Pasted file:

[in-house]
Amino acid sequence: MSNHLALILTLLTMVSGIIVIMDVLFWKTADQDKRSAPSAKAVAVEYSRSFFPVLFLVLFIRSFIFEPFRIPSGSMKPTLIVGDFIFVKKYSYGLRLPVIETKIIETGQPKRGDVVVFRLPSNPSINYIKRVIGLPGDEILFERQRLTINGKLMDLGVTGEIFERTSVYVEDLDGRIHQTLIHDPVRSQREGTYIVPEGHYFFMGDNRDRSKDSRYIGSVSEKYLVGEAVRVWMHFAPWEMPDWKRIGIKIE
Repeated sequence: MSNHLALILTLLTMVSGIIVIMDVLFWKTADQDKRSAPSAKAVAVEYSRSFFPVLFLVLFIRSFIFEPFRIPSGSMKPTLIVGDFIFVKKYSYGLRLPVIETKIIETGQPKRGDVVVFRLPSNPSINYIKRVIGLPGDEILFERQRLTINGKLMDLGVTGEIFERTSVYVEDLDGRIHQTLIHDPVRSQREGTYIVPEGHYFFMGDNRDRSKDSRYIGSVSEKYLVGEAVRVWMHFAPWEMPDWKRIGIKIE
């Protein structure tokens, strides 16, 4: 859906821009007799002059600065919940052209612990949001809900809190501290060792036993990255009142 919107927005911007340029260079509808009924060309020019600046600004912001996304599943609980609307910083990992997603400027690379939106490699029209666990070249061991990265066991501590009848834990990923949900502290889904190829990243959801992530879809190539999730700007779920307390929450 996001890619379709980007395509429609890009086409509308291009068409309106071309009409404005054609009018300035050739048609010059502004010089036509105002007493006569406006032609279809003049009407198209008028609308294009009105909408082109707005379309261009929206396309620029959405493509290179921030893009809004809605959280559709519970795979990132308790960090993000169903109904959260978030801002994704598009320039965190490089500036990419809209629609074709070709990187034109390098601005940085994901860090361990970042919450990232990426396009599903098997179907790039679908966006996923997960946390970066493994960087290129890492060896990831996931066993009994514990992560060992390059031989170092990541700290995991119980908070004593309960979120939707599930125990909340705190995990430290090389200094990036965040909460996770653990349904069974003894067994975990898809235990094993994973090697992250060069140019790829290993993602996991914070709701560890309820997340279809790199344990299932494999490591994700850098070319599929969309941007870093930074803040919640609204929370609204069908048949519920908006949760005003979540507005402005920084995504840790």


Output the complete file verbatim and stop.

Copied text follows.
[in-house]
Amino acid sequence: MSNHLALILTLLTMVSGIIVIMDVLFWKTADQDKRSAPSAKAVAVEYSRSFFPVLFLVLFIRSFIFEPFRIPSGSMKPTLIVGDFIFVKKYSYGLRLPVIETKIIETGQPKRGDVVVFRLPSNPSINYIKRVIGLPGDEILFERQRLTINGKLMDLGVTGEIFERTSVYVEDLDGRIHQTLIHDPVRSQREGTYIVPEGHYFFMGDNRDRSKDSRYIGSVSEKYLVGEAVRVWMHFAPWEMPDWKRIGIKIE
Repeated sequence: MSNHLALILTLLTMVSGIIVIMDVLFWKTADQDKRSAPSAKAVAVEYSRSFFPVLFLVLFIRSFIFEPFRIPSGSMKPTLIVGDFIFVKKYSYGLRLPVIETKIIETGQPKRGDVVVFRLPSNPSINYIKRVIGLPGDEILFERQRLTINGKLMDLGVTGEIFERTSVYVEDLDGRIHQTLIHDPVRSQREGTYIVPEGHYFFMGDNRDRSKDSRYIGSVSEKYLVGEAVRVWMHFAPWEMPDWKRIGIKIE
């Protein structure tokens, strides 16, 4: 859906821009007799002059600065919940052209612990949001809900809190501290060792036993990255009142 919107927005911007340029260079509808009924060309020019600046600004912001996304599943609980609307910083990992997603400027690379939106490699029209666990070249061991990265066991501590009848834990990923949900502290889904190829990243959801992530879809190539999730700007779920307390929450 996001890619379709980007395509429609890009086409509308291009068409309106071309009409404005054609009018300035050739048609010059502004010089036509105002007493006569406006032609279809003049009407198209008028609308294009009105909408082109707005379309261009929206396309620029959405493509290179921030893009809004809605959280559709519970795979990132308790960090993000169903109904959260978030801002994704598009320039965190490089500036990419809209629609074709070709990187034109390098601005940085994901860090361990970042919450990232990426396009599903098997179907790039679908966006996923997960946390970066493994960087290129890492060896990831996931066993009994514990992560060992390059031989170092990541700290995991119980908070004593309960979120939707599930125990909340705190995990430290090389200094990036965040909460996770653990349904069974003894067994975990898809235990094993994973090697992250060069140019790829290993993602996991914070709701560890309820997340279809790199344990299932494999490591994700850098070319599929969309941007870093930074803040919640609204929370609204069908048949519920908006949760005003979540507005402005920084995504840790």